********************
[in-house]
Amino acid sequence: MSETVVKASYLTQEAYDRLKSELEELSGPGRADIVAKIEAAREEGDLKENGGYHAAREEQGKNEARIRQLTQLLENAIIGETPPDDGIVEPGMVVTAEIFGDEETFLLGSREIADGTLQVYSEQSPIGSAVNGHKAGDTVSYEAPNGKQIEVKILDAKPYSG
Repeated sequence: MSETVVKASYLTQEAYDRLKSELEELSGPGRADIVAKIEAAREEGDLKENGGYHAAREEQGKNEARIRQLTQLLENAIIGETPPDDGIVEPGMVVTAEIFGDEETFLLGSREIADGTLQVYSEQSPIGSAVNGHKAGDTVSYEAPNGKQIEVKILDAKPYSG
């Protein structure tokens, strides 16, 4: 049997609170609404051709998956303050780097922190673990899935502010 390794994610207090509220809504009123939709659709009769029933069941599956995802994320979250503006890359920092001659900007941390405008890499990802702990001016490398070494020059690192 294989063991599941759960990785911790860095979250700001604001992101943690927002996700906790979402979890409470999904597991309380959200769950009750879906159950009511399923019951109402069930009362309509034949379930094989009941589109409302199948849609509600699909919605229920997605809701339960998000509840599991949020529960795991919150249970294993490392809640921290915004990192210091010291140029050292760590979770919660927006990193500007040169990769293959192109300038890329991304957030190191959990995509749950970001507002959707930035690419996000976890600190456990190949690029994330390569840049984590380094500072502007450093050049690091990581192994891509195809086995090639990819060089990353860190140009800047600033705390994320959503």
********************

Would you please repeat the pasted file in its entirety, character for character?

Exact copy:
[in-house]
Amino acid sequence: MSETVVKASYLTQEAYDRLKSELEELSGPGRADIVAKIEAAREEGDLKENGGYHAAREEQGKNEARIRQLTQLLENAIIGETPPDDGIVEPGMVVTAEIFGDEETFLLGSREIADGTLQVYSEQSPIGSAVNGHKAGDTVSYEAPNGKQIEVKILDAKPYSG
Repeated sequence: MSETVVKASYLTQEAYDRLKSELEELSGPGRADIVAKIEAAREEGDLKENGGYHAAREEQGKNEARIRQLTQLLENAIIGETPPDDGIVEPGMVVTAEIFGDEETFLLGSREIADGTLQVYSEQSPIGSAVNGHKAGDTVSYEAPNGKQIEVKILDAKPYSG
């Protein structure tokens, strides 16, 4: 049997609170609404051709998956303050780097922190673990899935502010 390794994610207090509220809504009123939709659709009769029933069941599956995802994320979250503006890359920092001659900007941390405008890499990802702990001016490398070494020059690192 294989063991599941759960990785911790860095979250700001604001992101943690927002996700906790979402979890409470999904597991309380959200769950009750879906159950009511399923019951109402069930009362309509034949379930094989009941589109409302199948849609509600699909919605229920997605809701339960998000509840599991949020529960795991919150249970294993490392809640921290915004990192210091010291140029050292760590979770919660927006990193500007040169990769293959192109300038890329991304957030190191959990995509749950970001507002959707930035690419996000976890600190456990190949690029994330390569840049984590380094500072502007450093050049690091990581192994891509195809086995090639990819060089990353860190140009800047600033705390994320959503």